Every business is an analytics business. Likewise, every individual is an analyst, to some extent. Every process in business or in every-day-life is an analytical process ripe for improvement. And no matter what you plan to accomplish, the very first step, more often than not is gathering the facts and information —data. Once you retain that, you can analyze the data and move towards your end goal. Thus, I would say “data” is a basic building block, an imperative that acts as a facilitator between us and our end goal.

How is data used in everyday life, though? How and when does an individual act as an analyst?
How is that possible? Isn’t analyzing data about number crunching?
Let’s explain analytics implementing fashion as an analogy (two of my most favorite topics)imagine a simple situation — you need to purchase a bag.

Sounds like a trivial task, right? How would you approach it? Regardless of your budget, the possibility is you will find more than one option available, moreover, chances are you will find yourself torn between those options. You’ll find yourself analyzing your wants and preferences:
— What brand?
— Style of the bag? Sling or tote or a shoulder bag?
— Color, shape, size, and so on.

The first step towards arriving at a decision would be to simplify this clutter of information. Narrow down this list — evaluate why you are purchasing a bag in the first place. Once you contemplate the reason and know the usability of the bag, next would be to maneuver through selecting a brand, design/style, color, the size of the bag, etc. It’s a process of pivoting the attributes that are of relative importance to you.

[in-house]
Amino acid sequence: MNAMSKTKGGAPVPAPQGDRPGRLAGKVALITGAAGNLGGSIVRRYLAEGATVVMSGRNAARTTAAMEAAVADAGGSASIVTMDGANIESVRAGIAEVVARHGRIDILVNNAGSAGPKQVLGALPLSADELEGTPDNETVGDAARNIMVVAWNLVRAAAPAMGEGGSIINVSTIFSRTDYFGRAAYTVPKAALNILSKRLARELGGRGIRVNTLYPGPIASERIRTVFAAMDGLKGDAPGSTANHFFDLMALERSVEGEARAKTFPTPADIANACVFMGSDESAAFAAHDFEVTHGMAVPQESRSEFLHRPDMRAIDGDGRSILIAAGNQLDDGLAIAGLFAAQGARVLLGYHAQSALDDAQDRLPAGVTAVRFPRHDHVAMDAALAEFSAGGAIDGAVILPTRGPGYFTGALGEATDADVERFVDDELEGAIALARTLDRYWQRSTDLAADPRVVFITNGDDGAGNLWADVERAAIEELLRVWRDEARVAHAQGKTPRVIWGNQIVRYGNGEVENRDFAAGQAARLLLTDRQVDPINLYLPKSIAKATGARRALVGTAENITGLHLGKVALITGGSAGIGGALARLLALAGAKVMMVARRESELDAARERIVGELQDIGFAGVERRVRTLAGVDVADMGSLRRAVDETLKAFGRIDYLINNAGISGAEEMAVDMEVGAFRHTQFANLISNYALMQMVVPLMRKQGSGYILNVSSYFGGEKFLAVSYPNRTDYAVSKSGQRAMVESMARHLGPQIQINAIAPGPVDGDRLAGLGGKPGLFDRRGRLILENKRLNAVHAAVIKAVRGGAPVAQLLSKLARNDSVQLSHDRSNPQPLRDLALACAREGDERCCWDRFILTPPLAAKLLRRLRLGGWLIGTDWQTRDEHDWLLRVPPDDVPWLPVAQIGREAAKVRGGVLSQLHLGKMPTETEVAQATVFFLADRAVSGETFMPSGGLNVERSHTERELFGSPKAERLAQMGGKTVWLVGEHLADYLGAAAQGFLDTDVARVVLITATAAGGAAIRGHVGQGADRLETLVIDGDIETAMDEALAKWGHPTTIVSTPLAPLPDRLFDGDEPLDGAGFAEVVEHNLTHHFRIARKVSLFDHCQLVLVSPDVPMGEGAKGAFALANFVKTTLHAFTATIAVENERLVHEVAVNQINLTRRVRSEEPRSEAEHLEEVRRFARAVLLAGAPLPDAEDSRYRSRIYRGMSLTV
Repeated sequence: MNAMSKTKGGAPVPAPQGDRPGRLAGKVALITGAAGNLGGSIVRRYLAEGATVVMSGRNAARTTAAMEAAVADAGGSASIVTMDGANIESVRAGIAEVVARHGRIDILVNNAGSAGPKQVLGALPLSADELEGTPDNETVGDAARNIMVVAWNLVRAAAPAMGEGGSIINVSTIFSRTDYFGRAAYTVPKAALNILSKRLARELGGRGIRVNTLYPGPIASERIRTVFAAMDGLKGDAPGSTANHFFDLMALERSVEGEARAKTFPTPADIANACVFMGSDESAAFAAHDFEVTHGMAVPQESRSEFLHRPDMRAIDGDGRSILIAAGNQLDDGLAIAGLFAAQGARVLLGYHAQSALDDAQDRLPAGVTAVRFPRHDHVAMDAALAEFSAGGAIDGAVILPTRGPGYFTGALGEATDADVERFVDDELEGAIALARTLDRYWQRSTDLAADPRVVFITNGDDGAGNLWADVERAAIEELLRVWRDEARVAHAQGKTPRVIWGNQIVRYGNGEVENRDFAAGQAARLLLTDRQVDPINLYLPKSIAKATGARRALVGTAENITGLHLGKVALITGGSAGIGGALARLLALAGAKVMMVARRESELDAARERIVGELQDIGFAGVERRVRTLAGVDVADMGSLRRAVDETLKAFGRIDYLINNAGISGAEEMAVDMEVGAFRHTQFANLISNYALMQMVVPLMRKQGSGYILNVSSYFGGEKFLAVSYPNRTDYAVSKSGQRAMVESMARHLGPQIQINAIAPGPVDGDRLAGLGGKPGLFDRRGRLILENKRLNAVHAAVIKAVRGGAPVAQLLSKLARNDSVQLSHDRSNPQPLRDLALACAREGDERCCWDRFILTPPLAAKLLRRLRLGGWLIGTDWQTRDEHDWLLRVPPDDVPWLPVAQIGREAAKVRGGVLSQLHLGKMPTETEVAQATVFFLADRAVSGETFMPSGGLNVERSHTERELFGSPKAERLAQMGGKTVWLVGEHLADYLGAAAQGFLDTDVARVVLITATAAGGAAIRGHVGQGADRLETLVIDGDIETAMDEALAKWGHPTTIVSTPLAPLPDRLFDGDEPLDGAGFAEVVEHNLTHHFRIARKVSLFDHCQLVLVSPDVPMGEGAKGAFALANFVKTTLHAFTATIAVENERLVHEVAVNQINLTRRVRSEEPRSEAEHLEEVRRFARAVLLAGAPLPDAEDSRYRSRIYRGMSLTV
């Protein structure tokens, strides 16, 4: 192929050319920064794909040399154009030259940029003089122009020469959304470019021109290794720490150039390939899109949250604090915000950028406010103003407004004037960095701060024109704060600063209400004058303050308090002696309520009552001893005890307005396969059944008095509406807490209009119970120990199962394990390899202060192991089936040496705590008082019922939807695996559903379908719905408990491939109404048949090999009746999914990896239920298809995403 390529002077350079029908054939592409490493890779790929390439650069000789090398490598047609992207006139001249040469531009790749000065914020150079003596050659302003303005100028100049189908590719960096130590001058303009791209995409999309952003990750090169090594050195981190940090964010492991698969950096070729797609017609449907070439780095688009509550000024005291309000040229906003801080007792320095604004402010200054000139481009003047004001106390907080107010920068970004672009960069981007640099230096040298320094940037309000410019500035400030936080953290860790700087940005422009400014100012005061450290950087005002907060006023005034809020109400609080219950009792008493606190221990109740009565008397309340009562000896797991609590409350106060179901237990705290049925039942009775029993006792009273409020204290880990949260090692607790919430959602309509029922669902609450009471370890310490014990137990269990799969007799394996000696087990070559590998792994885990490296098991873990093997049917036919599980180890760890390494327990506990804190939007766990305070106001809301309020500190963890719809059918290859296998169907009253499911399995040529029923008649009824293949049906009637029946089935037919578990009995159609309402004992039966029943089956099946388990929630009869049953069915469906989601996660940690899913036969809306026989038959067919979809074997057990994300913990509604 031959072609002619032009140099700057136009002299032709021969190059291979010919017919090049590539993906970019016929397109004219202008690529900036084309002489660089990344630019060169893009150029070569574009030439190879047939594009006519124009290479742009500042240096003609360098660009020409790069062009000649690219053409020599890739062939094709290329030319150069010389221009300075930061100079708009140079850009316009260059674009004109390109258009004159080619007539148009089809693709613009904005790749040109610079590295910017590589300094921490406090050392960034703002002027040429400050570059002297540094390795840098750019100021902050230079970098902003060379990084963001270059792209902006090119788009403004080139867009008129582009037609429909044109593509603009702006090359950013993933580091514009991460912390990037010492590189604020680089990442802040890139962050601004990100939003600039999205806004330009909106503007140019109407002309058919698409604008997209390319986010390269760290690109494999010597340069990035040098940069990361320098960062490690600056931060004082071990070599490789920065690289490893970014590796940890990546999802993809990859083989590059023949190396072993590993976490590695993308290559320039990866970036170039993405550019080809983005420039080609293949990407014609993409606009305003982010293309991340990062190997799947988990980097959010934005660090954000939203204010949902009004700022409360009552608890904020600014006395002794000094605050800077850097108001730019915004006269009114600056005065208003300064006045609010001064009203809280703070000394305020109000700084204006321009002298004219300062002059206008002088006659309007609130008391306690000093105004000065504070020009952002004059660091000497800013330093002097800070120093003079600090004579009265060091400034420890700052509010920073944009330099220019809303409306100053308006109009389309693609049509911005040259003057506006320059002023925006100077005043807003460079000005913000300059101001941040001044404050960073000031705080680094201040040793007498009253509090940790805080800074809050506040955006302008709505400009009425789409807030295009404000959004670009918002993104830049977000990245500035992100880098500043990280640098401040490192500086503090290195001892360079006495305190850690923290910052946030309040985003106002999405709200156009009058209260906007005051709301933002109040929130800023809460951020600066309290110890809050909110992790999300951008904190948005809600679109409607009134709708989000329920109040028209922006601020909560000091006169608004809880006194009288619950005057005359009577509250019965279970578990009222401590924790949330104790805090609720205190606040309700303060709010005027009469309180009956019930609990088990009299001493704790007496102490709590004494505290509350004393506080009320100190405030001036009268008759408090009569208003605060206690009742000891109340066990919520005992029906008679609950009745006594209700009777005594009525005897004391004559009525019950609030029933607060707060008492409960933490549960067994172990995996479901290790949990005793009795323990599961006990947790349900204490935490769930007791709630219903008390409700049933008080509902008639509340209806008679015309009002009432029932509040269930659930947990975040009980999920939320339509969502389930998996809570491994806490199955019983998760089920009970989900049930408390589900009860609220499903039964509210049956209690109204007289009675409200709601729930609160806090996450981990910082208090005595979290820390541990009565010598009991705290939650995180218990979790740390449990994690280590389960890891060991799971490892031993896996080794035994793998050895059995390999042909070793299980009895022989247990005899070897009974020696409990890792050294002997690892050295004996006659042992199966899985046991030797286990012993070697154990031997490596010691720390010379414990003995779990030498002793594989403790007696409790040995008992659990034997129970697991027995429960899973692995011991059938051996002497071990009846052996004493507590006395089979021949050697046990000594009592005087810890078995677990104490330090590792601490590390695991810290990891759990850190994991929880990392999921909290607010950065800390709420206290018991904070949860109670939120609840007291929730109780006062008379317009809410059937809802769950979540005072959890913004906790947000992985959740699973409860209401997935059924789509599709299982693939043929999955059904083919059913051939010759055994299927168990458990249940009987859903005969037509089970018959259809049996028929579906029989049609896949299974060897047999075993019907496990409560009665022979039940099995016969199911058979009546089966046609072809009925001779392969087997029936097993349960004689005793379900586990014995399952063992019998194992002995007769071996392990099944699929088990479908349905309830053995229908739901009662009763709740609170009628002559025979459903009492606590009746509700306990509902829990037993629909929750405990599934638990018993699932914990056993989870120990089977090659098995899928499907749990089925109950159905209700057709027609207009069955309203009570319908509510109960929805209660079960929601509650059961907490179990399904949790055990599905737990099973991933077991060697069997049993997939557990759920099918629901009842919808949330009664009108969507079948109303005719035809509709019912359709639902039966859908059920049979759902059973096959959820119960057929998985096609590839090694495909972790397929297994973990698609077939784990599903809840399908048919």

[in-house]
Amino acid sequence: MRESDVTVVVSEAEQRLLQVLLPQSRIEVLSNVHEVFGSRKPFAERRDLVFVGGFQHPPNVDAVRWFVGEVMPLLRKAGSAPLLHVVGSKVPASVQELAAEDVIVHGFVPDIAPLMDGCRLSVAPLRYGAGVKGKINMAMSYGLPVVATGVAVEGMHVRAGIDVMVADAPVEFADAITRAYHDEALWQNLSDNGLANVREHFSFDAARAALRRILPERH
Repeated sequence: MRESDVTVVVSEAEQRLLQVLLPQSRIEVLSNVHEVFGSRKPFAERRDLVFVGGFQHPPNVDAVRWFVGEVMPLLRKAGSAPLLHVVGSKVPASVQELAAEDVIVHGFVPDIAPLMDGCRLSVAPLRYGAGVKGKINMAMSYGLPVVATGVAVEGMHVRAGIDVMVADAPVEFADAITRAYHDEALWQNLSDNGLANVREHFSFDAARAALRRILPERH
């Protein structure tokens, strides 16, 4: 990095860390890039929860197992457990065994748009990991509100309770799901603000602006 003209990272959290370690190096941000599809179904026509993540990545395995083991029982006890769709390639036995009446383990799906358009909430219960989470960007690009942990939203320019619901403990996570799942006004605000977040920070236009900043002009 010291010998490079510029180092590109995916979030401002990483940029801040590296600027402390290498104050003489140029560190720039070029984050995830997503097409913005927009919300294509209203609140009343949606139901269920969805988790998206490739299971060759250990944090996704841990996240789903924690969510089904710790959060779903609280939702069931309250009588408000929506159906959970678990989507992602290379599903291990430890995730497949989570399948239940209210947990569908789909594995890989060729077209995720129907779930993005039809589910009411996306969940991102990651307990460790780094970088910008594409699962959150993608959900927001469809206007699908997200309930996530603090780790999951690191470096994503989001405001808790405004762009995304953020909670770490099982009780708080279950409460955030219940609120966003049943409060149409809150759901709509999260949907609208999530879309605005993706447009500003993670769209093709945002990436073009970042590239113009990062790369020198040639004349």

Conceivably the functionality of the bag is the most crucial to you; size and design are of medium importance whereas the brand and color are of low significance barely contributing towards the process of drilling down. Here, to arrive at the decision of which bag you should buy, you are essentially going through an “analysis process” by contemplating what you require, drilling down to arrive at a decision based on your preferences.

The above scenario is an example of using analytics to combat a real-life problem. Here, we essentially broke down a complex problem into a series of minor problems that we solved using the available data/information. This is relatively a simple problem where the analytical process is happening implicitly in our minds. Knowingly or unknowingly we, in most situations take steps and act to arrive at a decision through an ‘analytical’ process.

Final Thoughts
Analytics has come a long way in a relatively brief period of time. It has proven and continues to prove to be a game-changer in this data-driven world. Having suitable tools and people who can manipulate the collected data in a meaningful way is one the most valuable assets one can have. This potentially will have immense impact on an enterprise’s or an individual’s short and long-term success. Having data and using it efficiently will lead to more informed decisions.

Final … final Thoughts
Even though the world is moving in the direction of producing more data-driven and informed decisions, paradoxically even after tremendous technological advancement, only 3% of the collected data is used. “Data smog” or “information overload” seem to contribute towards this issue, where there is an extensive amount of data but not enough tools and people to manipulate it and analyze it.

Data Analytics and Cloud technologies — Ernst & Young | Master’s in Data Analytics | WomenTech Awards | Medium: AI & Data